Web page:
KAMENETZ: Safety, of course, is the reason schools closed around the world in the first place. It's still considered very rare for children to become seriously ill from coronavirus. The more commonly discussed risk is children infecting others - their teachers, parents and grandparents. A new paper in Science, co-authored by Maria Litvinova, suggests that children are less likely to catch the disease but because they have so much close contact at school, cancelling in-person classes plays a key role in flattening the curve.

MARIA LITVINOVA: It's very difficult to explain to children that they shouldn't stay with their friends or talk with them or be close to each other.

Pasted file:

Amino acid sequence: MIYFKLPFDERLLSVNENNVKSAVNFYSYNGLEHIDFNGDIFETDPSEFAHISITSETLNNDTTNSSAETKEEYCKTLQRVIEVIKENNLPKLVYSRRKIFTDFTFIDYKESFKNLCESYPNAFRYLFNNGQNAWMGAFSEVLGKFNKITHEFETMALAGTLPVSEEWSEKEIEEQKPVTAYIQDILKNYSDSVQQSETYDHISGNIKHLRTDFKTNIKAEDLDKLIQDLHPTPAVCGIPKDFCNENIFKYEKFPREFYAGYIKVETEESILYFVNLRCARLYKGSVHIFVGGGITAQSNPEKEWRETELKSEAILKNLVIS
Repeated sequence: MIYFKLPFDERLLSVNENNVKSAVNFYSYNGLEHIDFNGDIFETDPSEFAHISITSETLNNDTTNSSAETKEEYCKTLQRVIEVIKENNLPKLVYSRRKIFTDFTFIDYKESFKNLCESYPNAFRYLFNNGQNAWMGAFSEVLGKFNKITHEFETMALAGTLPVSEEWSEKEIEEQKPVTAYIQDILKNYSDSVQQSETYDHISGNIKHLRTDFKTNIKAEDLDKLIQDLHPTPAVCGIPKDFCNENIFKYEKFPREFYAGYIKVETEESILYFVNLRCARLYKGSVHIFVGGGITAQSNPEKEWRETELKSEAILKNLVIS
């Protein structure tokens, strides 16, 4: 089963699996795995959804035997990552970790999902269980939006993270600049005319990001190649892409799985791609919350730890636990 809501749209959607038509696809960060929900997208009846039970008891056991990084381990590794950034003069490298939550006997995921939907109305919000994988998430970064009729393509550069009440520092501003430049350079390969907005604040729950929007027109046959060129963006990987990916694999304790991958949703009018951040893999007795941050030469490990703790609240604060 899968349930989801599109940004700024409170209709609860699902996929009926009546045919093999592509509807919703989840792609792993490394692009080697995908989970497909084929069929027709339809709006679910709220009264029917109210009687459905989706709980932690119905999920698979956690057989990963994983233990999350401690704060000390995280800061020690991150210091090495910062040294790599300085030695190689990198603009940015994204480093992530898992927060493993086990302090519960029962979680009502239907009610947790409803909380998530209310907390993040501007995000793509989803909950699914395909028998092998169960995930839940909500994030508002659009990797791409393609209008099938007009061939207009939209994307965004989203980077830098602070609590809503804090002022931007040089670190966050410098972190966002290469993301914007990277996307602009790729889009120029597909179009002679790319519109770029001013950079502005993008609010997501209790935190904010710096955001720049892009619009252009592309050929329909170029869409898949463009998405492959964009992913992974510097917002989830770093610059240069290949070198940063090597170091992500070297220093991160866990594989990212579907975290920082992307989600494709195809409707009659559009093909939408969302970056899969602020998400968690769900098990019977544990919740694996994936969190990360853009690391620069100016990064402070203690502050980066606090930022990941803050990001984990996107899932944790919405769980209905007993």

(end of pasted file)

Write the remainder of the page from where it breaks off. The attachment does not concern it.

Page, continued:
KAMENETZ: Dr. Christakis is himself an epidemiologist by training, but he says that's exactly why experts from different backgrounds need to be consulted, so that the risks of reopening schools can be properly balanced with the risks of keeping them closed.

(SOUNDBITE OF MUSIC)

MCEVERS: NPR's Anya Kamenetz. If you're feeling the cabin fever these days, Billy Barr has some pro tips.

(SOUNDBITE OF ARCHIVED NPR BROADCAST)

BILLY BARR: Yeah. I mean, this is no change for me. I mean, I come into winter with almost all my food already in.

MCEVERS: Barr is the only full-time resident of Gothic, Colo., an abandoned silver mining town way up in the Rocky Mountains. He's been living in isolation there for the last 50 years.

(SOUNDBITE OF ARCHIVED NPR BROADCAST)